Lawyer Greg Kanaan speaks about the top 5 mistakes he sees artists make regarding copyright and business. This video covers copyright, intellectual property, trademark, fair use, and more. Greg discusses with Art Prof Clara Lieu what types of legal actions are necessary in certain situations that artists might encounter while working professionally.
- Mistake #1: Not having a signed contract in writing.
- Requesting a contract be written can be intimidating, many artists are very worried about asking for one.
- If you can’t hire an attorney to review your contract, look for items such as when you will receive payment, the schedule for the job, etc.
- Mistake #2: Not registering your art with the copyright office.
- If you sue someone for copyright infringement, you can’t do so until your artwork has been registered with the copyright office.
- Most artists don’t register all their artwork, it gets very expensive.
- Once a work has been “published,” placed online, etc. that’s when registering your artwork becomes more necessary.
- Mistake #3: Using other artists’ artwork without getting or trying to get permission.
- Don’t follow the “it’s better to ask for forgiveness later,” saying, you’ll regret it!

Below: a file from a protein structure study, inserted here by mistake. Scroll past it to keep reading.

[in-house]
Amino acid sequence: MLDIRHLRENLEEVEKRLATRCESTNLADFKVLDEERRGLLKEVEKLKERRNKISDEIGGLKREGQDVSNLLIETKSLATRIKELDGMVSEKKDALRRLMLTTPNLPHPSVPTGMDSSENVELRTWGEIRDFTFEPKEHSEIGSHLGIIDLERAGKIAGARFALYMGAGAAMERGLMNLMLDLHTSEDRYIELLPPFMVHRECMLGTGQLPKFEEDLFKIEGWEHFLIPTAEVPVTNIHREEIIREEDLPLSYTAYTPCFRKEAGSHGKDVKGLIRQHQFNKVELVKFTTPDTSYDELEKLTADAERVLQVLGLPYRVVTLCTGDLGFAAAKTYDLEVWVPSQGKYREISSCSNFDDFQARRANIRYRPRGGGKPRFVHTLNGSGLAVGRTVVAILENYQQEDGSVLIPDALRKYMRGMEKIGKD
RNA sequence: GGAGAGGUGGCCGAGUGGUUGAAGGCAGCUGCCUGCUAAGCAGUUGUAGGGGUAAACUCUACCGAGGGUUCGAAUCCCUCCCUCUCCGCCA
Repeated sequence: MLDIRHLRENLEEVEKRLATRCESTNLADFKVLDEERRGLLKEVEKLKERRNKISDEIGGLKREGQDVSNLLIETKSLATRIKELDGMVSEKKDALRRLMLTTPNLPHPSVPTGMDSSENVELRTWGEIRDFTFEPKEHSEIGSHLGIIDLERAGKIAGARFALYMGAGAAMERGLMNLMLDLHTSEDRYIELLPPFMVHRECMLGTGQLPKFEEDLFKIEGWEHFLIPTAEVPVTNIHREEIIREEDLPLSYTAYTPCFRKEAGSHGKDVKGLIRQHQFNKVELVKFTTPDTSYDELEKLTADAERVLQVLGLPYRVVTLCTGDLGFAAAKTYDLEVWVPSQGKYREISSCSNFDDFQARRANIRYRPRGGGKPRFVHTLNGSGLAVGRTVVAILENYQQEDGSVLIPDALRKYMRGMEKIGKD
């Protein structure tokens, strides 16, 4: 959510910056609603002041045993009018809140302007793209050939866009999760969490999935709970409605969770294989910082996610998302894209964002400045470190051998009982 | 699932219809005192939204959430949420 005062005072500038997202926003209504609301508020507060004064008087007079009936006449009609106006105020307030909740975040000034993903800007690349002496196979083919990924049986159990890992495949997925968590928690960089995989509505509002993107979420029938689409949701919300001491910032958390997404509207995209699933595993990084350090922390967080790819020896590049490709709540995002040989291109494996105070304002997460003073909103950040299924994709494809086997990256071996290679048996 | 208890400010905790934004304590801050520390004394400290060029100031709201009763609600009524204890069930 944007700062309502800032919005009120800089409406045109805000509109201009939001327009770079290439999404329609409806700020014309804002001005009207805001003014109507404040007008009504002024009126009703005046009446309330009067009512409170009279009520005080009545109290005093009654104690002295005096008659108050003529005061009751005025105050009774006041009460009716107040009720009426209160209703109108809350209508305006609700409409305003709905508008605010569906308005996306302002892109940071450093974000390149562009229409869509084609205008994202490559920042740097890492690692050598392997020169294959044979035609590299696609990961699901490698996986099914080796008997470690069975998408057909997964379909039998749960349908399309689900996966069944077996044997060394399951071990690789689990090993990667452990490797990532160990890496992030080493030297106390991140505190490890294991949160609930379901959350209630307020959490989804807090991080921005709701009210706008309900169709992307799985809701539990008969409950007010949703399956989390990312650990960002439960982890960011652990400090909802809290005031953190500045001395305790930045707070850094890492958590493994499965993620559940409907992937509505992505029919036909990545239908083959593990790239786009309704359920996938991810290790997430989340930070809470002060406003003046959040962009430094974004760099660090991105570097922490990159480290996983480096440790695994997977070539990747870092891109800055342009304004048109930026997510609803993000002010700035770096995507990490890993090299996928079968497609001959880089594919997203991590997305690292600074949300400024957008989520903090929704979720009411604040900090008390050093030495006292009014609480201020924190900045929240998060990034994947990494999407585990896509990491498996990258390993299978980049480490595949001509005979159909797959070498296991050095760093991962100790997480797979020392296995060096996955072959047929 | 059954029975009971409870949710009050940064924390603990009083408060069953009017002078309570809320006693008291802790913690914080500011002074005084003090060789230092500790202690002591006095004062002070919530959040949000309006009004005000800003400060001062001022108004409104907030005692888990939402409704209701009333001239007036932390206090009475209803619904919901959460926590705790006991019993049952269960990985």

- You’d be surprised that sometimes artists will give you permission to use their artwork, so ask!
- Mistake #4: Not thinking about your art in terms of business.
- It’s tough for a lot of artists to see their artwork as a business with transactions.
- Making the art is a completely separate process from the business side of being an artist.
- Mistake #5: Doing all the business stuff totally by yourself, or outsourcing without understanding any of it.
- You need to know what is going on with your business! Ask your attorney/accountant questions.
- It can be expensive to hire an attorney or an accountant, but it’s a gigantic burden off your shoulders and is absolutely worth it if you can remotely afford the expense.
Greg Kanaan is a New England-based attorney who focuses on intellectual property, business law, and contract issues for artists, filmmakers, and creative entrepreneurs. On top of providing legal services and counsel to a wide variety of creative people, Greg regularly speak at colleges, non-profit arts organizations and professional associations about how the law affects their artistic endeavors.
Greg writes for a variety of publications including a two-year stint at MovieMaker Magazine and is the founder of the blog The [Legal] Artist® which was chosen in 2015 by the ABA Journal as one of its top 100 legal blogs.
Before earning his J.D. from Northeastern University School of Law in Boston, Greg received his BFA from the Rhode Island School of Design and was a documentary television producer for seven years, working for Discovery Channel, TLC, Court TV and A&E. Greg is licensed to practice law in New York, Massachusetts, and Connecticut.